But those words barely have time to settle before a criminal bicyclist smashes across their windshield and a mustached cop played by Paul Sparks commandeers their car — with Jibran and Leilani still inside it — in order to chase the victim down and then repeatedly run over his corpse (a sick and satisfying gag in a movie that almost never commits to the bit like this again). So maybe that guy wasn’t a cop, and our molting lovebirds just became accomplices to a murder. Not white enough to safely turn themselves in, Jibran and Leilani speed away with the corpse’s cell phone and off into a long, fugitive night that will force them to rely on each other if they want to survive their own high stakes, hyper-condensed version of “The Amazing Race.”

From there, the spotty and unsurprising plot unfolds more like a glorified escape room than it does a global relay race, making it hard to shake the feeling that Aaron Abrams and Brendan Gall’s script never developed beyond one of those dynamite comedy pitches that gets sold on the strength of its premise. “The Lovebirds” careens forward with a desperate pace and never takes the time to make us care about its characters or sell us on the idea that they care about each other. The scenes that end with Nanjiani getting kicked in the chest by a horse (for example) don’t exactly find depth through action.

With Jibran and Leilani tangled up in a half-assed conspiracy involving secret political sex parties, and Showalter’s irreverent genius lost amidst a parade of lifeless set pieces that seem afraid of their own comic potential, the actors are left to do much of the heavy lifting. Nanjiani — appearing in a semi-shredded state that shows off plenty of strength, but still leaves him a few bulges to go from here to “The Eternals” — is mostly confined to a series of “be still and hope the T-Rex doesn’t notice me” reaction shots. But his implosive ability to spin an entire symphony out of that one note allows Jibran to become such an effective audience surrogate that some of this nonsense almost seems plausible (including a scene where Anna Camp’s southern-fried femme fatale threatens to burn him with computer-generated bacon grease).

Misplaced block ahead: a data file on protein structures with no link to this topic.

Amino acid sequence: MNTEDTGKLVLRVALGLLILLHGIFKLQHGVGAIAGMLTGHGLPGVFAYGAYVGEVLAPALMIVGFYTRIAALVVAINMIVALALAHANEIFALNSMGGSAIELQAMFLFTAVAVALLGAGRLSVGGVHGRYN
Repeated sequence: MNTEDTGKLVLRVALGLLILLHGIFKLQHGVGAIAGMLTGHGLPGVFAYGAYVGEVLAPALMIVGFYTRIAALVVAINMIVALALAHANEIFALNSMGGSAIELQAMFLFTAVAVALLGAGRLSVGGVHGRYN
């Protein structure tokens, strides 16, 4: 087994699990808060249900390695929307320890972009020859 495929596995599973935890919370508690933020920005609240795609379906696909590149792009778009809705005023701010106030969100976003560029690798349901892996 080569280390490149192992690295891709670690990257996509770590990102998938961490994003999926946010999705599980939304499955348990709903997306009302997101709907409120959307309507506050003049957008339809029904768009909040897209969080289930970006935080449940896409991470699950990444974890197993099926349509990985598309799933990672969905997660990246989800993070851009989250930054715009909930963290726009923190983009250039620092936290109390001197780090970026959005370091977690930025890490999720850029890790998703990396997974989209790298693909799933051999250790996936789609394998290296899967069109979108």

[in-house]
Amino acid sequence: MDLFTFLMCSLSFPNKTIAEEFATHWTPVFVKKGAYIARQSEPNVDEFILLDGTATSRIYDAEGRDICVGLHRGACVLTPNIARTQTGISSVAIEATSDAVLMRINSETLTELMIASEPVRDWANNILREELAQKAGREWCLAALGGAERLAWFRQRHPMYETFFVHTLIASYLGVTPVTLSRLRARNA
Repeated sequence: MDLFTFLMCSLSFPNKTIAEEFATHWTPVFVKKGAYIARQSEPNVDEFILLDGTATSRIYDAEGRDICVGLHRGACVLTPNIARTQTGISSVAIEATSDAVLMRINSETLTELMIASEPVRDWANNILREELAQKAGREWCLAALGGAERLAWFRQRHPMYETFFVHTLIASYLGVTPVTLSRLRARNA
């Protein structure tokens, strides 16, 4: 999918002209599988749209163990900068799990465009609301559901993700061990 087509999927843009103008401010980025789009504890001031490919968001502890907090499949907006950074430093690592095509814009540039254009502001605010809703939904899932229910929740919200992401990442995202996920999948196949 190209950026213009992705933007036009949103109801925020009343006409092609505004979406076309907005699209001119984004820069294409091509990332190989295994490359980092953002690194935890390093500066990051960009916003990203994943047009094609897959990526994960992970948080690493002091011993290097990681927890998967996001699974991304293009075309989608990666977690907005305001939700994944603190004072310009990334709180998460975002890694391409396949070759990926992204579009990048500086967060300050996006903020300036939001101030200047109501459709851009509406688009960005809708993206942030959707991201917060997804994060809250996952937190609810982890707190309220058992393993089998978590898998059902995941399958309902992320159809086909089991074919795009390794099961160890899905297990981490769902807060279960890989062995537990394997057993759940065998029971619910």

For her part, Rae refuses to quit on the movie even after there’s no hope of redeeming it. Showalter might refuse to push this story to the places it needed to go in order to be worth telling — it offers less antic violence than the average TikTok, and hardly a whiff of the “what the fuck did we just live through” craziness that could bring a couple back together — but Rae leans into the stakes of each scene hard enough to convince us there are any, and she balances even the most life-threatening beats with a heavy shade of disappointment in the guy beside her (“did you think that was one of those men-only doors?” she deadpans after Nanjiani tries to break into a building she just showed him to be locked). Neither the tossed-off ending nor the “how did these people let that joke happen?” coda that follows can totally diminish the fun of watching these lovebirds start harmonizing again, but “The Lovebirds” is all too happy to embrace its destiny as a disposable movie in a throwaway year.

Grade: C-

“The Lovebirds” will available to stream on Netflix starting Friday, May 22.